Email Avoidance Syndrome

When’s the last time you emailed 10 people about work-related business and actually got 10 responses? 8? How about 7? I’m willing to bet you’d be lucky to hear back from half of them and, if you did, it would likely be weeks after you needed the information. I’ve spent many a sleepless night trying to understand why timely follow up is the exception and not the norm, but I just don’t get it.  

I meet with a lot of stressed out job seekers who are sitting on pins and needles waiting to hear back from companies about their candidacy, but I also hear from an equal number of frustrated colleagues who are left staring at their inbox hoping the people they’ve reached out to will someday decide to respond.  

I’m sure there are plenty of reasons why this happens, but I thought I’d focus on a few of the lamest ones, followed by a few quick tips on effective e-mail use at work. 

Out of sight, out of mind. Someone told me once that if I stare at my dog Ren and he avoids eye contact, he thinks I can’t see him. I’m not sure if that’s scientific fact or fiction, but I know that’s definitely the case for some people when it comes to email. In their minds, if they don’t look at it, it’s not really there.  

"Too busy." This one is definitely the most common, and is also the one I just don’t understand. I mean, I can appreciate being busy, but being unresponsive ultimately takes more time because you’re left constantly deleting follow up messages from the person you haven’t responded to.  

You’re just not worth their time. Unlike those who use avoidance, these offenders will look your email square in the subject line and decide not to respond. Not that they have a lot on their plate necessarily, it’s just that your request isn’t important enough to warrant their response.   

"I was traveling." No one expects you to respond to every email when you’re on the road, but if someone pings you for some time-sensitive information, I’m pretty sure you can find a few minutes to follow up.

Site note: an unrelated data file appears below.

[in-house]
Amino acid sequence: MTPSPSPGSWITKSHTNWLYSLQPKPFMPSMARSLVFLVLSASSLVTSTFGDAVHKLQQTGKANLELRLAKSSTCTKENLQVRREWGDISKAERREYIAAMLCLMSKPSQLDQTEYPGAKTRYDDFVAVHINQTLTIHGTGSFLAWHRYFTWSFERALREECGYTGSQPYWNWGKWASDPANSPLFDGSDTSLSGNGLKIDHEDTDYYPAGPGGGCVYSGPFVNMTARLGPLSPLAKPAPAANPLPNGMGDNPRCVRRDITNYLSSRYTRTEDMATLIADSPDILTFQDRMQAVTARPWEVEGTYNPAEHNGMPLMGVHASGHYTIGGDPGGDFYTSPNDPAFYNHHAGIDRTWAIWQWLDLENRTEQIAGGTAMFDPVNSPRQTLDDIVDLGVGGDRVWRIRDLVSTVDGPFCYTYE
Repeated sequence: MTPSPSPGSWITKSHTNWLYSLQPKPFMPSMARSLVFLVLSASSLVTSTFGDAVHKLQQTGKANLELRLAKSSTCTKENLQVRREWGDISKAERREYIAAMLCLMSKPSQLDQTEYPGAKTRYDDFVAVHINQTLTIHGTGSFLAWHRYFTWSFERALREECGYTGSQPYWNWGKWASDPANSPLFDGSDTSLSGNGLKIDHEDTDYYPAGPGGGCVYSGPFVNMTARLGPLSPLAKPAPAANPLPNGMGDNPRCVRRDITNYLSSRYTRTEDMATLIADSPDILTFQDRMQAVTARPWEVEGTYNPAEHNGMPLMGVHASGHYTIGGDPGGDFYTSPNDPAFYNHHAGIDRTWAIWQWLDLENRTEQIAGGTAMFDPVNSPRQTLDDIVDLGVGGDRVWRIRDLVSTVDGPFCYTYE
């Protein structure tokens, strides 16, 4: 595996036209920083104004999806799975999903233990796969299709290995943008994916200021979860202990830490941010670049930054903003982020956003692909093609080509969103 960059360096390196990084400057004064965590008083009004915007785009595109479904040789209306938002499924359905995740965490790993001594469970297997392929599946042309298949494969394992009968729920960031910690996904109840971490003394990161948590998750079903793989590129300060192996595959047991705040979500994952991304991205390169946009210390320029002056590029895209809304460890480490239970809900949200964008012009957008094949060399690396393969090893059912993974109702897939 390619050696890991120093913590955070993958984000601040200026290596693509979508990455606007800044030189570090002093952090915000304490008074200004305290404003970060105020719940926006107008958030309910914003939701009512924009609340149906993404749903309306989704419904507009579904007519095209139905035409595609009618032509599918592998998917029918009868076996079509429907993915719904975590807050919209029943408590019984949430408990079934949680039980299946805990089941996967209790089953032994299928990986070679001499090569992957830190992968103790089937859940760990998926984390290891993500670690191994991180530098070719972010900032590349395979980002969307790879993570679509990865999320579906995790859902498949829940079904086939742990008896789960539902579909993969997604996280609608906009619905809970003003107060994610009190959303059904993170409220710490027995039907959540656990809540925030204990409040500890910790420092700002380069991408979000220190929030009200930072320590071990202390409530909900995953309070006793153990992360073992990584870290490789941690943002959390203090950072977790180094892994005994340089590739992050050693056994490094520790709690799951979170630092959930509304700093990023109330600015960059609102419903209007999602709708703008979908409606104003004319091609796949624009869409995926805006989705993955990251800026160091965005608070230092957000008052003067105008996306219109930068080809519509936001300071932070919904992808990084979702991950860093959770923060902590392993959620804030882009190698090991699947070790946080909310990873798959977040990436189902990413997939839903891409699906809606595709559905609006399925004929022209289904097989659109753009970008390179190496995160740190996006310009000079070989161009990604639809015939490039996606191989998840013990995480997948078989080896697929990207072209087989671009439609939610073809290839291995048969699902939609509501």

The solution is almost always quick and painless and can be boiled down into a few basic steps. 

Acknowledgement. Even if you have to gather some information before you can respond completely, at least send a brief email to let the person know you’re working on it. Or, if you are unable to help, just say so. One quick email can get you off the hook and also keep the person contacting you from repeated follow ups that ultimately make him or her look like a stalker. 

Pings. Again, sometimes you’re doing all the right things behind the scenes but the person waiting to hear from you thinks you dropped the ball because they haven’t heard from you. Get in the habit of sending period updates just to let them know you’re on it. 

Circle back. If you really want to go above and beyond the call of duty, follow up a few days later to see if they need anything else. Again, we’re talking 1-2 sentences, not a Harry Potter-length email.  

Prompt email follow up should be a part of your personal brand. It represents some of the blocking and tackling that separates rock stars from the rest of the pack. 

Shawn Graham is an Associate Director with the MBA Career Management Center at UNC's Kenan-Flagler Business School and author of Courting Your Career: Match Yourself with the Perfect Job ( 

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